The UK government is seeking views on how to make it easier to land a successful career in logistics, as it continues to tackle the global driver shortage and support new jobs in the UK’s supply chain.
The views submitted by members of the public and industry professionals are expected to assist the government with ongoing research into how post-Brexit freedoms are used to create opportunities for people across the country. Some of the potential options set out in the call for evidence – launched on August 5, 2022 – include creating a formal register of HGV driving instructors and publishing pass rates for instructors. This could help improve HGV driver training standards, raise the profile of the profession and enhance road safety. The call for evidence will also seek views on whether the UK should permit mechanics who already hold an HGV license to drive vehicles like buses or coaches for repair purposes and reintroduce other lost so-called ‘grandfather rights’ in the UK.
Questions around reintroducing grandfather rights explore whether the UK should allow those who hold a normal car driving license to drive certain larger vans or smaller lorries up to 7.5 tons. Prior to January 1, 1997, people who passed their driving test for a normal car also obtained the right to drive minibuses and heavier, larger vehicles up to 8.25 tons; these entitlements were removed by the EU. There could be restrictions based on age or driving experience, which is reflected in the questions set out in the call for evidence.
This follows the government’s 33 actions already taken to tackle the HGV driver shortage and protect the supply chain, which has seen record numbers of HGV driving test pass rates and positive reports from the sector of stable driver numbers. The government’s actions to help the sector tackle the global shortage of drivers have included making 11,000 HGV driver training places available through skills boot camps, injecting a sustained boost to the number of HGV driver tests available, and investing £52.5m (US$63.6m) in improvements in roadside facilities and lorry parking.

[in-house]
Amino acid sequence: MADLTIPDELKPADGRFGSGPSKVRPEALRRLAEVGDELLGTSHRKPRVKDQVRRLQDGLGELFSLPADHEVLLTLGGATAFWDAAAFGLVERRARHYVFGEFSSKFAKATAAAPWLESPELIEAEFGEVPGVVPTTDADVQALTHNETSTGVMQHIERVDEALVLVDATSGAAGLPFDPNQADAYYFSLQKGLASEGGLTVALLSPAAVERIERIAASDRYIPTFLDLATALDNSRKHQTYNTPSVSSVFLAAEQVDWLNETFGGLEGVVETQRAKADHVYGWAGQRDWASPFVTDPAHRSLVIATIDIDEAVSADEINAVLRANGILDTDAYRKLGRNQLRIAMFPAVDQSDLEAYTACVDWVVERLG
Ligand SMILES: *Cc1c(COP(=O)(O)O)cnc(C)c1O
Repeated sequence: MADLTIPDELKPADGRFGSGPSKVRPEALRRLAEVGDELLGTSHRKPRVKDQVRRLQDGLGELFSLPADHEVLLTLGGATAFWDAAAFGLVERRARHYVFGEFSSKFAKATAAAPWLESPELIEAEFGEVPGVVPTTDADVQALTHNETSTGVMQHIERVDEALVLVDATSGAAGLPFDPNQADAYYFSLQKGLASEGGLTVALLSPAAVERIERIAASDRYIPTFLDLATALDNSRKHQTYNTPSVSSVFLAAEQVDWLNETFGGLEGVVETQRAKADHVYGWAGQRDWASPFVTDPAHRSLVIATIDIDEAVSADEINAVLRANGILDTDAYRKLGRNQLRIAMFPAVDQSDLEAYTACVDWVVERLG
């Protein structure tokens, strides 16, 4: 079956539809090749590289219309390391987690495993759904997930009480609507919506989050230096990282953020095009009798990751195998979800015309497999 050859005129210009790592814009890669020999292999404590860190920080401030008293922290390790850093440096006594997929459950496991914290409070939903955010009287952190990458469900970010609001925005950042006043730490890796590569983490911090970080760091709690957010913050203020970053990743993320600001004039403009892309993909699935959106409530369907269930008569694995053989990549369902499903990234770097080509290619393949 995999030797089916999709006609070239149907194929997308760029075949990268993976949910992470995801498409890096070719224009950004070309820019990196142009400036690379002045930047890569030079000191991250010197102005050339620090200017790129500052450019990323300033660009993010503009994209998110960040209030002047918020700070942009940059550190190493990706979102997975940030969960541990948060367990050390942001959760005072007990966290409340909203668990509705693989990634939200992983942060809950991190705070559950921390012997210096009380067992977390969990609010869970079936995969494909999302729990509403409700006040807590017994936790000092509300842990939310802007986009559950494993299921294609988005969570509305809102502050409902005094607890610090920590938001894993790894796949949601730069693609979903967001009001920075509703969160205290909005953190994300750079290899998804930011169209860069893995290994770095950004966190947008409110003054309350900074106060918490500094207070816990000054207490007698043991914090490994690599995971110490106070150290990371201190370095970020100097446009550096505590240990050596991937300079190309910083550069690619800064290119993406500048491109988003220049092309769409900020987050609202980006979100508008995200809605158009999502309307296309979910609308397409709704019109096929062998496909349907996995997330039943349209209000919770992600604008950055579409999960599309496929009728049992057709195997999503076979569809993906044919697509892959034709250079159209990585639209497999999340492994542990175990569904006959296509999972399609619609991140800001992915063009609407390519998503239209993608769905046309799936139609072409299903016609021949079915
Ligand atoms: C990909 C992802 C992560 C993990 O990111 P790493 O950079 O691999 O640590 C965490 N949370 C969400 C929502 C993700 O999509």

According to the government, since these measures, the sector has started to recover and industry bodies have said they are seeing HGV driver numbers stabilize. For example, between March 2022 and May 2022, the Driver and Vehicle Standards Agency (DVSA) carried out 29,384 HGV tests – 54% more than the corresponding period in 2019 before the Covid-19 pandemic.
Karl McCartney, the UK’s Transport Minister, said, “Our country has a robust supply chain and our ongoing and unprecedented support for the haulage sector means that the number of HGV drivers is stabilizing. We continue looking for ways to make it easier and quicker to kickstart a rewarding career in logistics. That’s why we’re asking people for their views on how we could streamline the licensing process and remove any potential barriers – making the most of our post-Brexit freedoms.”
Following the UK government’s call for evidence on opportunities for changes to the driver licensing regime, Logistics UK has welcomed the review, saying it could ease pressures on operators. Chris Yarsley, road freight regulation policy manager of Logistics UK, commented, “Logistics UK welcomes the opportunity to contribute to the driver licensing review. The proposal to permit a Category C license holder (held for two years) to drive public service vehicles (PSVs) for maintenance and repair will ease pressures on operators. Logistics UK will review proposals that seek to improve standards in training by creating a formal register of instructors and publishing pass rates. Initiatives that increase road safety are welcome but must not place an additional burden on the industry.
“Ahead of this call for evidence, Logistics UK highlighted to the government that the zero-tailpipe-emissions fleet will be heavier than petrol and diesel vehicles, meaning weight thresholds – which are a quarter of a century old – will need to be reviewed to maintain fleet efficiency. Logistics UK will continue to communicate with the government on this and will include it within its response.”
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